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Wednesday, 29 May 2019 00:00cat

Impact of wetting and drying cycles on cement

Written by  TheStructuralEngineer.info
Impact of wetting and drying cycles on cement Impact of wetting and drying cycles on cement

Scientists shed light on the wetting-drying behavior of cement. The study was recently published in the Proceedings of the National Academy of Sciences.

Cement is widely used as a construction material and consists one of the key components of concrete. According to researchers from Massachusetts Institute of Technology (MIT), cement may behave in a similar manner as sponge when exposed to precipitation or humidity due to its porous network. Cement can absorb water and when it is dried, its shape is rearranged and thus a degradation of its mechanical strength occurs.

In order to better understand the phenomenon, the procedure of cement's production must be explained. Cement is produced via a controlled chemical combination of ingredients including calcium, silicon, aluminum, iron and others. These ingredients, when heated at high temperatures form a rock-like substance that is turned into fine powder. The powder is then mixed with water forming the cement paste and its porous network as microscopic compounds, that are also known as cement hydrates, are created

Cement hydrates aggregate to form an entire cohesive system that bonds all the mix together. During this procedure, empty spaces between the cement hydrates form a relatively large porous network. "You have numerous pores of variable sizes that are interconnected. It becomes very complex. And since they are so small, you don't even need rain to fill them with water. Even ambient humidity can fill these pores," Tingtao Zhou, lead author of the paper and a PhD student in the MIT Department of Physics, stated.

In their study, researchers tried to investigate the process of the network's drying. However, the attempt proved to be rather challenging. Zhou explained that due to the large number of calcium silicate hydrate grains, water distribution in a sample becomes very complex. This fact poses a problem when trying to study the wetting-drying behavior of a porous network. To address the issue, Zhou along with Katerina Ioannidou, a research scientist with the French National Center for Scientific Research (CNRS) and the MIT Energy Initiative and a corresponding author of the study, resolved 2 critical issues:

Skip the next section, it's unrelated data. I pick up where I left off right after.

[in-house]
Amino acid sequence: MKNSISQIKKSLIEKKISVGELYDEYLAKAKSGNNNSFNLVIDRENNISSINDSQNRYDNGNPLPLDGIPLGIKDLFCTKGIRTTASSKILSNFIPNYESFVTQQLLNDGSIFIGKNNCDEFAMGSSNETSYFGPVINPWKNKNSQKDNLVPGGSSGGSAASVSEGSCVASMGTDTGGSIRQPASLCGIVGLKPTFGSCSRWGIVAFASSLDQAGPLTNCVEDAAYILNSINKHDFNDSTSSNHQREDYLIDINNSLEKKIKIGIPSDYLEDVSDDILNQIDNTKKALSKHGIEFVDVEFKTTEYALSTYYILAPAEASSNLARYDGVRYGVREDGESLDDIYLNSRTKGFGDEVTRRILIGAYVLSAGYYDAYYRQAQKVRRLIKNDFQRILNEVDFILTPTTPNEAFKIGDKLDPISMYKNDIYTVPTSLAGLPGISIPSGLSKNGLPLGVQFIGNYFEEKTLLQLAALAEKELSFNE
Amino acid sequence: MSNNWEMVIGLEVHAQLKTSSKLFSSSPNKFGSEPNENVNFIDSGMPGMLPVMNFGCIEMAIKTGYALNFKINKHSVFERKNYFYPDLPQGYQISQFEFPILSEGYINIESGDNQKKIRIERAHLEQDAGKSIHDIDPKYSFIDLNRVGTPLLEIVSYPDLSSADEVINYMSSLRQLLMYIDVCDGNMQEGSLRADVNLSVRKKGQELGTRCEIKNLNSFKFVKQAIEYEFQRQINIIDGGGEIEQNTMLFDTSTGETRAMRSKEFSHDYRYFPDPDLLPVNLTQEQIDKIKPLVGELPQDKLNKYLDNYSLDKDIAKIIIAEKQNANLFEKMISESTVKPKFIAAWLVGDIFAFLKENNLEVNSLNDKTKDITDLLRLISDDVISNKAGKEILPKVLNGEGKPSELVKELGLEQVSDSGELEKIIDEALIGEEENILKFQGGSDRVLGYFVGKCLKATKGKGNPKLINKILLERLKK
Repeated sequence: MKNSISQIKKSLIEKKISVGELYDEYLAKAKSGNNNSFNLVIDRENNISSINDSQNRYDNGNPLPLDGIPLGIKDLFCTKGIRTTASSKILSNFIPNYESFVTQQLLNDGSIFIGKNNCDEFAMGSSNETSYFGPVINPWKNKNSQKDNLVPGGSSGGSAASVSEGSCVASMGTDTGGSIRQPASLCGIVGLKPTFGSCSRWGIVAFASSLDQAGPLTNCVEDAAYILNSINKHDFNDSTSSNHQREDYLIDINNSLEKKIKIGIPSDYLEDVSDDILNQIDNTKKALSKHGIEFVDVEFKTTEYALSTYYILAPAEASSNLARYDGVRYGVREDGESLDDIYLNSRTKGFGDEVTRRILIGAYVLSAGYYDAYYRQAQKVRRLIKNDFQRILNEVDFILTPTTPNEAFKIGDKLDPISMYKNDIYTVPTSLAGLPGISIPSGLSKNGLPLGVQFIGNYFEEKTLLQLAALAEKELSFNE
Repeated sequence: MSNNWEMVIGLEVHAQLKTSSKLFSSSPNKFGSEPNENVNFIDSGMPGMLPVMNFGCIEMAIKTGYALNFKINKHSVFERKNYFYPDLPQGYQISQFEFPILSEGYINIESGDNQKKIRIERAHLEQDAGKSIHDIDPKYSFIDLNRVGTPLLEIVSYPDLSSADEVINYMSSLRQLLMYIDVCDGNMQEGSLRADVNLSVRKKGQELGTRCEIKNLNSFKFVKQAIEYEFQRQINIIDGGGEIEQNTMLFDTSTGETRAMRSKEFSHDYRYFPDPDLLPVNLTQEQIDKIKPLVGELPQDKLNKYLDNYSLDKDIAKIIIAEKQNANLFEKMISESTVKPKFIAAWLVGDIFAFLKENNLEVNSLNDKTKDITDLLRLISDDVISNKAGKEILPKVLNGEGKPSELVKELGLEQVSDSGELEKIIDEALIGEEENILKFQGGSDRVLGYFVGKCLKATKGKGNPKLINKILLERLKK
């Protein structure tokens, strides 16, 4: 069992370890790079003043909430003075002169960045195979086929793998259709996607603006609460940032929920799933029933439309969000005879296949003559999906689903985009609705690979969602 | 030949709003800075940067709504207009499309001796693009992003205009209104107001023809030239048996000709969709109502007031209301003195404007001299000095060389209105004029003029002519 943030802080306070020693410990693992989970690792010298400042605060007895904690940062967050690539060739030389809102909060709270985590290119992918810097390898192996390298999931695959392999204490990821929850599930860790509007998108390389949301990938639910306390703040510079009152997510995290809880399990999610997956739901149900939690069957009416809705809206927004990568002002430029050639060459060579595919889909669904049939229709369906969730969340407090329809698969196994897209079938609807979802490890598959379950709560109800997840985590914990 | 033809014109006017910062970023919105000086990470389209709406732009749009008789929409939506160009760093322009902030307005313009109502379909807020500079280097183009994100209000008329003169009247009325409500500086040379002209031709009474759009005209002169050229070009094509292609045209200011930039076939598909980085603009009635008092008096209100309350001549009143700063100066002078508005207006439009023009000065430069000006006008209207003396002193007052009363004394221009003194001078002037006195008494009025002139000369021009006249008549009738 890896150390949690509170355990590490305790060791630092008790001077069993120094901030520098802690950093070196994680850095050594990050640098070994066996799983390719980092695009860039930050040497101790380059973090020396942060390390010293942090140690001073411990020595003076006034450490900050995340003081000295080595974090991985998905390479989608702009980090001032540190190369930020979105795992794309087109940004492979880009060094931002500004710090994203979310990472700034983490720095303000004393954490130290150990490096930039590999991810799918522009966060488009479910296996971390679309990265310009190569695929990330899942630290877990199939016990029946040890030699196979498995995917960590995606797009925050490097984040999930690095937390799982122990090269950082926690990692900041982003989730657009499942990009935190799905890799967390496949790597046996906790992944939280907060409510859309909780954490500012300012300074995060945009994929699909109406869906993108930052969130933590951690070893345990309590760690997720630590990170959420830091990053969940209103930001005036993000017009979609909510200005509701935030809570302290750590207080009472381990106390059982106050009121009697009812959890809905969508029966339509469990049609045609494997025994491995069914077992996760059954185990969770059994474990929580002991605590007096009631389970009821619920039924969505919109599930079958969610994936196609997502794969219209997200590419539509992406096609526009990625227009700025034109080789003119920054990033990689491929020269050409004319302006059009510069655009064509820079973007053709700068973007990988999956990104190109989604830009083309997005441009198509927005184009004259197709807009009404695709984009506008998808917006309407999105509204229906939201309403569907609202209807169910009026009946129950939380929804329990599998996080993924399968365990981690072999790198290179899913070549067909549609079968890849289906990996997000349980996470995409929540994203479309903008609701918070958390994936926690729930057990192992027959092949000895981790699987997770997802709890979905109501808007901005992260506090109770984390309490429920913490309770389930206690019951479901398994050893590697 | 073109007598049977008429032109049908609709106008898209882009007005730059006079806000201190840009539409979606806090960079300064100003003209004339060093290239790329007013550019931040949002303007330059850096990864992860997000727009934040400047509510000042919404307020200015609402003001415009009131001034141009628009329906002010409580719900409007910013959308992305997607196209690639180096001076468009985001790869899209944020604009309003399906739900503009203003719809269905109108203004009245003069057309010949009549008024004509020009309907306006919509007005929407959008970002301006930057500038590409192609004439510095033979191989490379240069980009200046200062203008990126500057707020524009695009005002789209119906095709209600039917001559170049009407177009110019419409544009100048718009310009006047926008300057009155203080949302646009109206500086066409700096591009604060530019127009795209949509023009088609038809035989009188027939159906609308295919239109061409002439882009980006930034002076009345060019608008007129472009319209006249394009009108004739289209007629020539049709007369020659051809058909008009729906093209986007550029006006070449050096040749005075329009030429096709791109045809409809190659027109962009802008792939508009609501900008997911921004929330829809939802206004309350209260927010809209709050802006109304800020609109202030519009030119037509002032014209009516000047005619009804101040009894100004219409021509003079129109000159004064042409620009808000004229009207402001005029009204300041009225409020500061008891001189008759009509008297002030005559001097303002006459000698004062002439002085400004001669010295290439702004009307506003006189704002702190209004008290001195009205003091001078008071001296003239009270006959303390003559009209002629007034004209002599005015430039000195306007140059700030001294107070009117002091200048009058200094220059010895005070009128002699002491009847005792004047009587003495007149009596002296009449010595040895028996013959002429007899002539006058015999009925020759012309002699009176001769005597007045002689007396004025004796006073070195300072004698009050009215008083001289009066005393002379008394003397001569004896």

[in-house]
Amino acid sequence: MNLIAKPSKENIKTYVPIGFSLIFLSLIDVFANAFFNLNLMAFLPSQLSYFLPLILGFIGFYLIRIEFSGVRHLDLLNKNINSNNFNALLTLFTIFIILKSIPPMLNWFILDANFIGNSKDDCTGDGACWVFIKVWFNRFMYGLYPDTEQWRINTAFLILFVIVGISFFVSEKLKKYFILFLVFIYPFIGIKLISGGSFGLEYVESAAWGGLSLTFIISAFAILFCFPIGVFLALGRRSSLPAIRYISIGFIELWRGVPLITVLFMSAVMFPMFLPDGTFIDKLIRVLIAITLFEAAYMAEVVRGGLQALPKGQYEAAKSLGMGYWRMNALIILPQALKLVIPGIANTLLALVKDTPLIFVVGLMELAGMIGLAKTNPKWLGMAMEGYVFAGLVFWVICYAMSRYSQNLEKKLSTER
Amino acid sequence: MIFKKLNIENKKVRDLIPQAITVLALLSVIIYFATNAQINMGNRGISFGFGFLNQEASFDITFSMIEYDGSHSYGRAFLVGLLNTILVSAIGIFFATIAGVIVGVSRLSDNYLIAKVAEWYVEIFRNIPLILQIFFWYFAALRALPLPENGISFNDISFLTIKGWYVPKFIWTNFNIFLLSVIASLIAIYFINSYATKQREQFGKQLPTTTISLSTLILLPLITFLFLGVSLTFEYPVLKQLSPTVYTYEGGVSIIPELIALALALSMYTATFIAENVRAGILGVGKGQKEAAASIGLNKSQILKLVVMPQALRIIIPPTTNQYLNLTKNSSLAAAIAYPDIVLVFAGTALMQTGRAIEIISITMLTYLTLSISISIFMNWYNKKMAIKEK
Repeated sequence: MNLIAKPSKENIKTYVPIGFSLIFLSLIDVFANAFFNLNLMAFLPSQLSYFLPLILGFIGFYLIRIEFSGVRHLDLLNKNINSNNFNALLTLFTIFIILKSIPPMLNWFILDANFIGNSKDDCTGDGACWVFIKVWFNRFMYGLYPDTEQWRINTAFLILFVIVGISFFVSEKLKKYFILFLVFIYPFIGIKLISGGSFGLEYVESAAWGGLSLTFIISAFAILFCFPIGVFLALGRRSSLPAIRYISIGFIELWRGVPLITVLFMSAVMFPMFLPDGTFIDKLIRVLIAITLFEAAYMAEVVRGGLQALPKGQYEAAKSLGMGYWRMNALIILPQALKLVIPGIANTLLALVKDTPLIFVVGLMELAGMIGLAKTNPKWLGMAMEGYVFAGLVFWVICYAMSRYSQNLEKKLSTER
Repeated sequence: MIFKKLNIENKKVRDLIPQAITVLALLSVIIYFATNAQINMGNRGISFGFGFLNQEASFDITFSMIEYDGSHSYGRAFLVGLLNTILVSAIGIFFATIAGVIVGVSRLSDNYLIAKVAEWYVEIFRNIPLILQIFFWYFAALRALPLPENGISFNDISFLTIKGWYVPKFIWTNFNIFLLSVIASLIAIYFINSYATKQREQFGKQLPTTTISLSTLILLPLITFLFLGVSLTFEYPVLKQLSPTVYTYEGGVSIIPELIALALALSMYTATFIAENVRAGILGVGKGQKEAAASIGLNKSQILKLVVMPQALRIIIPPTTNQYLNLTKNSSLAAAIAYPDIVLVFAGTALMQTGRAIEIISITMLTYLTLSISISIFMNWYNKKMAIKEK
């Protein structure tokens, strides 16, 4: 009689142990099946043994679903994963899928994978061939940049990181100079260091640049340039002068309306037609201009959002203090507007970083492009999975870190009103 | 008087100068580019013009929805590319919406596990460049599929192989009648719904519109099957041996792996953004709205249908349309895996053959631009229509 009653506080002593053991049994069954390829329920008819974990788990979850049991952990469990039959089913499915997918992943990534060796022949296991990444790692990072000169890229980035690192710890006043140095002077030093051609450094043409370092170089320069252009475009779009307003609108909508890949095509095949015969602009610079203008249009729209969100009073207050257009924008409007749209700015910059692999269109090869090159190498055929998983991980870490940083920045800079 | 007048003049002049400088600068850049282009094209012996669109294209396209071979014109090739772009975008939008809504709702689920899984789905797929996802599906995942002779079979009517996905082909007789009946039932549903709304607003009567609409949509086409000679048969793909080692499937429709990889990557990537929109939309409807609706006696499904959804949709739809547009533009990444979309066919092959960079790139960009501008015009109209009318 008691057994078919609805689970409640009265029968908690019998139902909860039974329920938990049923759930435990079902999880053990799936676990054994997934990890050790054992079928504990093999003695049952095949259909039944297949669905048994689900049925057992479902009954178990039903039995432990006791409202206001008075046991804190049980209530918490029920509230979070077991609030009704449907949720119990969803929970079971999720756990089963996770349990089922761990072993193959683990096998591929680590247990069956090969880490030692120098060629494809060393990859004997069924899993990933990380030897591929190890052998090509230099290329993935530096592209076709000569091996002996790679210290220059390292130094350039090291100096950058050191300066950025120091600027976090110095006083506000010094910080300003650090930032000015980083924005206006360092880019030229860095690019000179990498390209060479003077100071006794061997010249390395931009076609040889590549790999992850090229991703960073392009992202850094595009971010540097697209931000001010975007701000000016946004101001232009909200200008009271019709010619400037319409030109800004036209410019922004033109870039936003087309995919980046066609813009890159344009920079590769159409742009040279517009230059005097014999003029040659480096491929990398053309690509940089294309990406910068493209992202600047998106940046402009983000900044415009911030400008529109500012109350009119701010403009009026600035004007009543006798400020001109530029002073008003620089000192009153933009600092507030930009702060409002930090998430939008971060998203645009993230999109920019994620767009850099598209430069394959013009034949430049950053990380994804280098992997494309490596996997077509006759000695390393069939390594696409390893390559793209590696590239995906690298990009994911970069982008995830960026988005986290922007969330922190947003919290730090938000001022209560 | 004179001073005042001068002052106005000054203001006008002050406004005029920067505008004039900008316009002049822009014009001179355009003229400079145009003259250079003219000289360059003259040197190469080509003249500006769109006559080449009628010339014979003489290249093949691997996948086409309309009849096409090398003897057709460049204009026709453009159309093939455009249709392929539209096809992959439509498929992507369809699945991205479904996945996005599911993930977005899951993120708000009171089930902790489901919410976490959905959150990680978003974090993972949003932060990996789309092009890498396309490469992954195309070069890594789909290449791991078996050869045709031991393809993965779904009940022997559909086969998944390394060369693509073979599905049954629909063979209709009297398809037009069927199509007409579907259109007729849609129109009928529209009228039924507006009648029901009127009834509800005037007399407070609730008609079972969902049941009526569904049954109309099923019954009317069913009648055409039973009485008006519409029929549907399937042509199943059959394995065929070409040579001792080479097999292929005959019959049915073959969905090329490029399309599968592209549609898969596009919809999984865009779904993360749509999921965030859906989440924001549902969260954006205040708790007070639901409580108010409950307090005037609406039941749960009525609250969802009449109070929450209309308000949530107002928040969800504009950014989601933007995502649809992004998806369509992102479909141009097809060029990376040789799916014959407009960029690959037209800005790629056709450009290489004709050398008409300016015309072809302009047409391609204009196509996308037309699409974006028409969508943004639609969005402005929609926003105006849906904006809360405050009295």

First of all, researchers made the pore water network less complex by using partial saturation. Secondly, they tried to investigate the water movement in multiple scales. As Zhou explains, "In the past, researchers would study the movement of water in pores at either the scale of the atom or on the continuum, or visible, scale. This means they lost a lot of information on the mesoscale — which is between the atomistic and continuum scales."

Computational modeling was used to derive the water distribution within the porous network and the water pressure. Then, the effect of drying on the mesoscale was simulated. The results showed that the hydrate grains were "irreversibly rearranged under mild drying" and despite the alteration appeared not to be extensive, the impact was not negligible. According to Zhou, the long term effects of drying cycles may radically change the cement's mechanical behavior. The issue will be further investigated in the future. "In this paper, we have dealt with different spatial scales. But we have yet to deal with different time scales. These changes occur in a period of nanoseconds and we would like to see their influence over the typical lifetime of concrete structures," Zhou explains.

Source: MIT.edu Cement.org

 

 

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